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Early super release won't fix housing, says FSC

Suggestions by the government that early access to super could be part of a May Budget package on housing affordability have drawn a sharp rebuke from the industry.


Assistant Treasurer Michael Sukkar, who has been tasked with tackling housing affordability in the upcoming May Budget, has suggested early access to super for first home buyers could be part of the response to addressing housing affordability.

Speaking on Sky News yesterday, Mr Sukkar acknowledged that "pumping further liquidity" into residential housing would inevitably push prices higher.

He acknowledged comments by Finance Minister Mathias Cormann in 2014 that allowing people to use their super for a deposit on a house would only serve to increase prices were "largely correct".

"[Any changes will be] finely calibrated to make sure we are not lazily pumping more money into the market," Mr Sukkar said.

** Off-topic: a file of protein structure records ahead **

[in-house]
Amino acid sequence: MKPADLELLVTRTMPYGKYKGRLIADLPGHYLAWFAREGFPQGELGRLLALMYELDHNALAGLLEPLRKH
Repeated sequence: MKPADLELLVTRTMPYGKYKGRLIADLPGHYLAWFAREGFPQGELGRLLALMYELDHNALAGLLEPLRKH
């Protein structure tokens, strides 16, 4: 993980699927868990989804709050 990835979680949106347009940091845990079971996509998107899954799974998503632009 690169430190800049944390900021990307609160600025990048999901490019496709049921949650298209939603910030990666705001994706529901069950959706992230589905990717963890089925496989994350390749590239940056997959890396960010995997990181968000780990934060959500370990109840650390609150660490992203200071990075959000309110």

"We've got to be a bit more sophisticated about it and I'm confident we will be," he said.

The Financial Services Council (FSC) was quick to dress Mr Sukkar down for failing to rule out allowing first home buyers to access their super for a house deposit.

FSC chief executive Sally Loane said withdrawing super savings to buy a house will "only further fuel the increase in house prices".

"We do not support diluting people’s retirement nest eggs to solve a housing affordability problem," Ms Loane said.

The suggestion that superannuation be used to help younger Australians enter the property market is not a new one.

The idea was floated by then federal treasurer Joe Hockey in the lead up to the 2015 Budget, and laid out in a research paper by think tank CEDA later that year.

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